Big Smo : Putting the Real Back Into Reality [Interview]
Putting the Real back into Reality
With a brand new reality show on A&E, a full length major label record debut, Big Smo seems to be blowing up the television and airwaves like a brand new shooting star. But, he’s not an overnight sensation; the work effort took him fifteen long years. Big Smo will be the first to tell you his road to success is far from over, and that word – success – is relative and individual. His ultimately comes from having a wonderful family, and yes – the record deal and show certainly are icing on a cake he already had. Take a moment to meet the very busy, very DIY, very down to Earth, and newest reality television sensation – Big Smo!
You’ve entered the wild world of reality television, was the show experience everything you hoped it would be?
Everything that I wanted it to be. I’m one of the writers on the show. Whos gonna argue with the boss of the stix? I wanted it honest and true and by golly that’s what I got. My situation was very hand crafted, one of kind.
What will viewers be getting with Big Smo, the television star?
It’s a combination of behind the scenes of the music life, and the same kind of family experience like in Duck Dynasty and the fun and excitement and craziness you’d get from a show like Jackass and Bam. It’s a combination of all our favorite stuff. It’s crazy, but not crazy to the point where kids can’t enjoy it. It is not a Jersey Shore, or party down south. This has go my mom, got my kids, got my girl ya know, my band. It’s a tourbus journey of my life.
Reality television shows are full of drama, of which sometimes seems producer-provoked. How is this show different?
It’s a true capture of who and what we are and what we’re doing. It’s a look at an independent artist building a brand over a decade and a genre, to getting signed to a major label, what it’s like to be a part of that.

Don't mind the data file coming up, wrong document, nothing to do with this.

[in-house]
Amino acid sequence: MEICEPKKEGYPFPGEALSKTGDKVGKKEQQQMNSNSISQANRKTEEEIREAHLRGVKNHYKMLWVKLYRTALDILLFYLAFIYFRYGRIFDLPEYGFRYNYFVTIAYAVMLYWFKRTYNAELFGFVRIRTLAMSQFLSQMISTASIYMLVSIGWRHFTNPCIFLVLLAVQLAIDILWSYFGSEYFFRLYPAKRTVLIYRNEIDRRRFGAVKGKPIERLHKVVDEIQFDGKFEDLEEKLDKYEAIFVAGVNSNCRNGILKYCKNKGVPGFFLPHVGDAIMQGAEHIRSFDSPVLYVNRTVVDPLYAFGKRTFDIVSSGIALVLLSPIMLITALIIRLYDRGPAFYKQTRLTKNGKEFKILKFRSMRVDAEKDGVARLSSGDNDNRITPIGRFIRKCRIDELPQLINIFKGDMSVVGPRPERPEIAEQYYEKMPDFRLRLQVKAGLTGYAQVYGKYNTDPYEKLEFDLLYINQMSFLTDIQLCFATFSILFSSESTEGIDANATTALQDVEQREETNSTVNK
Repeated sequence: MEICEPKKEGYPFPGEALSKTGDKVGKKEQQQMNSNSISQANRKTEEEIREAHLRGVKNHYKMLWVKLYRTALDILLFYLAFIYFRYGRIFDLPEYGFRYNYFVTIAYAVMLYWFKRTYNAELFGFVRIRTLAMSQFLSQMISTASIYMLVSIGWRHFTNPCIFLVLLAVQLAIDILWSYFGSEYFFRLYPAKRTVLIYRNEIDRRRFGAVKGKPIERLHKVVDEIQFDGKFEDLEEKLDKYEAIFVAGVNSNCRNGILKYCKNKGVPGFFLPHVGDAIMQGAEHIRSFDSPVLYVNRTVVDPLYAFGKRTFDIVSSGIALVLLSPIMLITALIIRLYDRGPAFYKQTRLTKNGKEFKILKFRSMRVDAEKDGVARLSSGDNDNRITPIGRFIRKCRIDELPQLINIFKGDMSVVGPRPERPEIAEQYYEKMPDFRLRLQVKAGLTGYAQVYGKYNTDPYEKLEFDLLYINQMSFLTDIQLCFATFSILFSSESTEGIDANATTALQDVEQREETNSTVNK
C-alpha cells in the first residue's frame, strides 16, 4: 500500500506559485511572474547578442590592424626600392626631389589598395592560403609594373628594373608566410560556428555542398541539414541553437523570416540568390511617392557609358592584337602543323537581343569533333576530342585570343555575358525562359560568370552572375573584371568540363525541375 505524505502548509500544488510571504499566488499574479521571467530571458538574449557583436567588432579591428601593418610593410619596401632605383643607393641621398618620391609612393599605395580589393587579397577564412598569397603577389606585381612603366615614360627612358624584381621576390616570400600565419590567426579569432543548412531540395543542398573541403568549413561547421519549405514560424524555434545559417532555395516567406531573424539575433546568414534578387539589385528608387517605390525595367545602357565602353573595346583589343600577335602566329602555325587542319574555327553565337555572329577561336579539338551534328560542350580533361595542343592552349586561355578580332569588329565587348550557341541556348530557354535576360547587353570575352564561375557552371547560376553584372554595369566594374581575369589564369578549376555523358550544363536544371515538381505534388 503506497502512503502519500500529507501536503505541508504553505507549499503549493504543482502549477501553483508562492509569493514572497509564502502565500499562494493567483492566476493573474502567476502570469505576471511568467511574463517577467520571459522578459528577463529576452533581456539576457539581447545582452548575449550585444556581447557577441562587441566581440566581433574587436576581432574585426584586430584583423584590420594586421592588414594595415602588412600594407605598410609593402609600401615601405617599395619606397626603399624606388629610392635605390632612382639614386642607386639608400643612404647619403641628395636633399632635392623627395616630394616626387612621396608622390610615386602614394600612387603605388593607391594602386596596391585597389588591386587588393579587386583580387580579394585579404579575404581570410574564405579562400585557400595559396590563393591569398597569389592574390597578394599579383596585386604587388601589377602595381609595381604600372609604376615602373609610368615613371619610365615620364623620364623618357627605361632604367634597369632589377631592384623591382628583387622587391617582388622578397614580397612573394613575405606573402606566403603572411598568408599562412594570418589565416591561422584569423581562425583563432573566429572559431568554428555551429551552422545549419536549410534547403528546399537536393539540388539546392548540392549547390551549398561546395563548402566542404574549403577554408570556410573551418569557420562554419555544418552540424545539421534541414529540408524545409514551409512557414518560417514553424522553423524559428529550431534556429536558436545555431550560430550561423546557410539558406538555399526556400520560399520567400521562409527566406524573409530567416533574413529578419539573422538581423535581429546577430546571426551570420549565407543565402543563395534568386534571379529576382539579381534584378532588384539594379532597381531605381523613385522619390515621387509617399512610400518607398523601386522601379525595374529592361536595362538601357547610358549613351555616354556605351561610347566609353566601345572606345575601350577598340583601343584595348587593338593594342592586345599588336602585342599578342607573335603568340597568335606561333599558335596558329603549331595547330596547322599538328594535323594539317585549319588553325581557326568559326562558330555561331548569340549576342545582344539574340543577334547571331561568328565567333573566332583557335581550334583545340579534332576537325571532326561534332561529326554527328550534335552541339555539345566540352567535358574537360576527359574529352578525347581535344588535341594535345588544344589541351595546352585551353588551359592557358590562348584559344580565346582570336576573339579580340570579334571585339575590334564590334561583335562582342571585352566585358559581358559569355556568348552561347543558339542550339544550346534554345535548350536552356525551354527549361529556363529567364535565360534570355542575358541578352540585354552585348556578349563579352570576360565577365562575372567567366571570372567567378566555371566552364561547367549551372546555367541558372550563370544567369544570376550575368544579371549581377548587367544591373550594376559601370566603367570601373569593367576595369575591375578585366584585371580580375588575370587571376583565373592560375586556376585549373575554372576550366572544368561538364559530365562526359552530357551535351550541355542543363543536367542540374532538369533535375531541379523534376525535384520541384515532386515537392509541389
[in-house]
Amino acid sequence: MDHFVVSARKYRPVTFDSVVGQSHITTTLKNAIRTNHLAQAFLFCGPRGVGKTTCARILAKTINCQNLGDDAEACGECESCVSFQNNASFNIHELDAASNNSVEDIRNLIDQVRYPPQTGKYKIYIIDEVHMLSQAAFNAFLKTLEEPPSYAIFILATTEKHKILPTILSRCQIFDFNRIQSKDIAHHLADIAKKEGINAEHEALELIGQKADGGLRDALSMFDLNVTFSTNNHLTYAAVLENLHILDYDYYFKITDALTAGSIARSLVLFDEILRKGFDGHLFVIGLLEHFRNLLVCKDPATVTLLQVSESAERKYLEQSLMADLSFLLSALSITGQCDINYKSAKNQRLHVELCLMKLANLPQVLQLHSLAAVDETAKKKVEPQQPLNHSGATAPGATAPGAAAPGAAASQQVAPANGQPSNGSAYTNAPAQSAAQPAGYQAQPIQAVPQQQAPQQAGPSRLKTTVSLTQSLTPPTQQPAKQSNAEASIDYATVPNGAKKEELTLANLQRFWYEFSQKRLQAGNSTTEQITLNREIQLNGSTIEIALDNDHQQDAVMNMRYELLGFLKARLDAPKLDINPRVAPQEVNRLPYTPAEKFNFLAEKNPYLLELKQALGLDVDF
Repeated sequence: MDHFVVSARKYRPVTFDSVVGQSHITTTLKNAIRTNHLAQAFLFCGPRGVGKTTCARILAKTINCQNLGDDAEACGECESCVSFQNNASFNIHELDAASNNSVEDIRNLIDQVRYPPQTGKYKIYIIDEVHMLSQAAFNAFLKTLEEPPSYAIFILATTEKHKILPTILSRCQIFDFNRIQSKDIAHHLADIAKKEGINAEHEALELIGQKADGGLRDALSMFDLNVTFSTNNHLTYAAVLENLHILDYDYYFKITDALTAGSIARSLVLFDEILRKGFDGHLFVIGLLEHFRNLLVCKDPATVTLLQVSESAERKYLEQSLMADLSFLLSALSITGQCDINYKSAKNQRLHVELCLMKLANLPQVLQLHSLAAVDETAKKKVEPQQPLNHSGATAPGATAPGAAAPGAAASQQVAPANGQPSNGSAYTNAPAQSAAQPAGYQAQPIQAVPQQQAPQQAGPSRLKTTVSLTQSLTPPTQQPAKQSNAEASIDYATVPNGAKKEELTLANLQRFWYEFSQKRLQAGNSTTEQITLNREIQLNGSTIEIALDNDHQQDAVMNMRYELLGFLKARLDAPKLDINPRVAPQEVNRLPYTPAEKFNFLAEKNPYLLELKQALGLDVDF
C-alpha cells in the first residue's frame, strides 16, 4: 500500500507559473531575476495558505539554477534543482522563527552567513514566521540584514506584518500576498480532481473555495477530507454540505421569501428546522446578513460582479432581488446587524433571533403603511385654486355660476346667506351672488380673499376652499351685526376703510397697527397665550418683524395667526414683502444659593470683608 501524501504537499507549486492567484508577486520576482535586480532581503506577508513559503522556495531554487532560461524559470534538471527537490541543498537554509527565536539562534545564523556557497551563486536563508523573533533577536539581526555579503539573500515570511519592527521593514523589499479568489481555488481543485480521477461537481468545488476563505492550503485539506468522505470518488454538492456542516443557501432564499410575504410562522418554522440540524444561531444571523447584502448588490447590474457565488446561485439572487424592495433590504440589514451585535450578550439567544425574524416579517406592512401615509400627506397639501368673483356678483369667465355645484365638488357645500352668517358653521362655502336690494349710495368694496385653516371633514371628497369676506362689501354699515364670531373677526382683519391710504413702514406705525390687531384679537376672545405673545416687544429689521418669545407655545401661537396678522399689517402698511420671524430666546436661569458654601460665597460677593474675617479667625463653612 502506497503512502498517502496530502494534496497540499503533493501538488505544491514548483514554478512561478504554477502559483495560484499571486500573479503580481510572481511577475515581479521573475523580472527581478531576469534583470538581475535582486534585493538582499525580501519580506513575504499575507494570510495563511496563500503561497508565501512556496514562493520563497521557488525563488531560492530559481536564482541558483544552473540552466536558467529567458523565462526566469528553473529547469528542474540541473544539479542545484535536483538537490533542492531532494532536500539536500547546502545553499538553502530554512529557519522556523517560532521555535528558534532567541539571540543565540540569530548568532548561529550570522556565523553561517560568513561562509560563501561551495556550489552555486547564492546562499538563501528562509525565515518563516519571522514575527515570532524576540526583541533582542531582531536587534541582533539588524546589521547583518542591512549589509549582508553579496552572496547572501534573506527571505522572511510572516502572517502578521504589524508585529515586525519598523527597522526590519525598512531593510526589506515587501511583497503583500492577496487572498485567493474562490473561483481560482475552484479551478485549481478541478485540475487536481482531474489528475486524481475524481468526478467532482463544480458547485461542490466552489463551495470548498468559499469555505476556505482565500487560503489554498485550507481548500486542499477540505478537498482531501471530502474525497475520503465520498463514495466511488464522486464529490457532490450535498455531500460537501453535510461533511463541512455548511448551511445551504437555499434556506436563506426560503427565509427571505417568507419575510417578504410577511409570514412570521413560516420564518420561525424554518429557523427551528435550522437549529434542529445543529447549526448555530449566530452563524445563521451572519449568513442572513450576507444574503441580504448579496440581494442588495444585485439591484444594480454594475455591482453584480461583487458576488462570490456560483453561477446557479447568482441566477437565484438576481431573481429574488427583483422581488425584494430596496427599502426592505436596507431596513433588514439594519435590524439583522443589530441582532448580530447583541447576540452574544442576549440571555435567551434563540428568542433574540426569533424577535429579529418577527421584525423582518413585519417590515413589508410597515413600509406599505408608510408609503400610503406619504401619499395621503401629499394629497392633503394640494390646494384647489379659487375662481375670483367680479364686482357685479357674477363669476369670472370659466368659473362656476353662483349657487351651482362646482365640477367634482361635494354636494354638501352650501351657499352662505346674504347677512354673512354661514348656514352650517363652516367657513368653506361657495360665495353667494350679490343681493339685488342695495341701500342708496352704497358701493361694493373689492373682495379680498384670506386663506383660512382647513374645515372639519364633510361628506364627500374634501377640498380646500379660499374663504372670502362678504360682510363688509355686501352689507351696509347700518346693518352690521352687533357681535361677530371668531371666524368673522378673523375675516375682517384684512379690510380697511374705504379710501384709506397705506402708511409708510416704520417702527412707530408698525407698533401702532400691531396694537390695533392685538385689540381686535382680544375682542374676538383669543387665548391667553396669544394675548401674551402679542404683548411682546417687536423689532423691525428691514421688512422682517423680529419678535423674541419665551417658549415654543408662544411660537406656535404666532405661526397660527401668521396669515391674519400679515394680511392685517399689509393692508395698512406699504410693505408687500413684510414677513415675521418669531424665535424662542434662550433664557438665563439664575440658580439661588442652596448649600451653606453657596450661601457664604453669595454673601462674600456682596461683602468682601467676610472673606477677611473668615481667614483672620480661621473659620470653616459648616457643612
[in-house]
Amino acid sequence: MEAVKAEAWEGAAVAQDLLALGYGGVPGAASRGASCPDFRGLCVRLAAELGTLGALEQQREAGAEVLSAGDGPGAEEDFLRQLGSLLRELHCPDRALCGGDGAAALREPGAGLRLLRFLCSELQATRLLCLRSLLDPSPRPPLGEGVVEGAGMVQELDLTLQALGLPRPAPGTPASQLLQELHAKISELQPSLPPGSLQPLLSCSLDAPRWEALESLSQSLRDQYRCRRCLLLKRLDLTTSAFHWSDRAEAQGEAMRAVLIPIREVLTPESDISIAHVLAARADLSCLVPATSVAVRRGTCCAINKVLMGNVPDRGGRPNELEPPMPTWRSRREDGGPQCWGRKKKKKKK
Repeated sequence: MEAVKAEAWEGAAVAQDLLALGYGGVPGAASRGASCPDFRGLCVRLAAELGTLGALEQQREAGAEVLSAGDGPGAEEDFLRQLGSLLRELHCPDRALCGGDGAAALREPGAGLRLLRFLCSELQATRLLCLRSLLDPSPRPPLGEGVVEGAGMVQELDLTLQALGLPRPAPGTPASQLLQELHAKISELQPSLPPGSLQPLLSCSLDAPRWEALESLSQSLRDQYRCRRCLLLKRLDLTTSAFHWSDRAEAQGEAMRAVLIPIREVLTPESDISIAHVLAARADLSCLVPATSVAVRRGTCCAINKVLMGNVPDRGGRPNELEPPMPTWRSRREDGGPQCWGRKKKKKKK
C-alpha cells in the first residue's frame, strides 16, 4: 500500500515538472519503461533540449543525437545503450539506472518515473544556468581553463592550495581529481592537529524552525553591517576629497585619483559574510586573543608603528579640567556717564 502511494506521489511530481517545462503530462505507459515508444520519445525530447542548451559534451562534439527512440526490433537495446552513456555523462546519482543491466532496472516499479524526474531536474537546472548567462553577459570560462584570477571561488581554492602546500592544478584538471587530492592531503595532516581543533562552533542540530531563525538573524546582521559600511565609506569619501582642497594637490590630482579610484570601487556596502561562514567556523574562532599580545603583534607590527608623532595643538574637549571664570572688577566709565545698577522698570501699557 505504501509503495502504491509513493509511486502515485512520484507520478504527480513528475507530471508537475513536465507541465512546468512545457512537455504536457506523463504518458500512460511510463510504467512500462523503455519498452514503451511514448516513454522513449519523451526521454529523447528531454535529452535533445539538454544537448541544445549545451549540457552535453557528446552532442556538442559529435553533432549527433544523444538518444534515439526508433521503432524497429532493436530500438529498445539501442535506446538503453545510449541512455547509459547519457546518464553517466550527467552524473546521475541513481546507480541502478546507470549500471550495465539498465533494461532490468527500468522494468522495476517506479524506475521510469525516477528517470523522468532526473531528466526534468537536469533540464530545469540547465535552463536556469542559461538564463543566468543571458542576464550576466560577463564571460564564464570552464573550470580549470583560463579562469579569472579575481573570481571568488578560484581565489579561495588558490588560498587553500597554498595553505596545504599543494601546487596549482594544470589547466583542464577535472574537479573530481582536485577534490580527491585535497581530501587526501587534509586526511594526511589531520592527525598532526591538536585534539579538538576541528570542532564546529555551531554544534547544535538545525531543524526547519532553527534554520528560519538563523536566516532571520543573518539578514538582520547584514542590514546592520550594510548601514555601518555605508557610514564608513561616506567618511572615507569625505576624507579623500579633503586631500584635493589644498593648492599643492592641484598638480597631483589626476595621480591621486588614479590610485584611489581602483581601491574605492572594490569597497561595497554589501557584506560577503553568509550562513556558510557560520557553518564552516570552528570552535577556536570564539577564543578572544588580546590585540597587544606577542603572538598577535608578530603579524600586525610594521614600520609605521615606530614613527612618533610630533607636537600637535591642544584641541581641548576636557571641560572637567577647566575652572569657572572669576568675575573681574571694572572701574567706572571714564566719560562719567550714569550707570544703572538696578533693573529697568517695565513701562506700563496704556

A little preparation was done because the tv show involves my daughters and they are young. And I don’t want them to become something they’re not because of what their daddy does for a living. A lot of my focus was that the kids stay who they are. My mother, on the other hand, she’s a hoot. She can let it go to her head all she wants, that’s the beauty of it. She’s seventy five years old and every bit of southern mama. You get the real mom. The uncensored version of the mom that raised me! That’s my mom! They didn’t feed her any lines. Not often do you get the say so in the creation and production with these shows. All of these companies that I work with – I went in like this – ‘If you want to do business with me – You’re going to do business with me, not for me.’ My manager was like hey man they usually don’t do this!
You just dropped Kuntry Livin’, a major label debut. What will listeners be in for?
You’re gonna get a blue collar anthem that will wake you up. You may be draggin ass to get up for work and this will get you going. And then some riding in a big truck and then some sipping on some shine. Some heartbreak. How I was raised. And a favorite of mine – Got Me. Redneck Rich is one of my favorites. You don’t have to be wealthy to be redneck rich, you just got to have a lot of stuff. Not even good stuff. Just stuff! And a monumental song with Darius Rucker. This album is the best thing I’ve ever done.
Your name is quickly becoming household, but you’ve been around for a while doing your thing. How did it all get to this point?
First it started out as a hobby and turned into what it is. Everything started as a passionate want. Then I realized people like it, dig it and it became more of a supply and demand thing. People would say hey I want more music. Okay, and sixteen years in the making. There was a whole lot of pre history to this. This is not my first album, but for some people it is! They got a lot of catching up to do. To be found and to be successful being found takes a lot of work.
What types of music influenced you to take the musical path you’re on?
I was big into Johnny Cash, Waylon Jennings Outlaw country. I got into hip-hop from my older brother. Run-DMC, NWA, Beastie Boys, Fat Boys and that kind of stuff. These things landed me where I am today.
Career wise, what are you grateful for the most?
Career-wise, I’m very thankful for my manager. He helped me achieve so much. Everything he said he’d do – he came through with shining colors. He not only believed in me, he saw it through.
Final thoughts… what’s in store for Big Smo this summer?
I’ve already filmed the whole first season of the show. But there’s never time for a break. I’m going out on a 30 show radio tour to promote the album. I’m a workaholic! I was supposed to be off today, and I said no. I had to do a hometown show at a local barbershop. That’s what I do, just hang out. I don’t separate myself from my fans.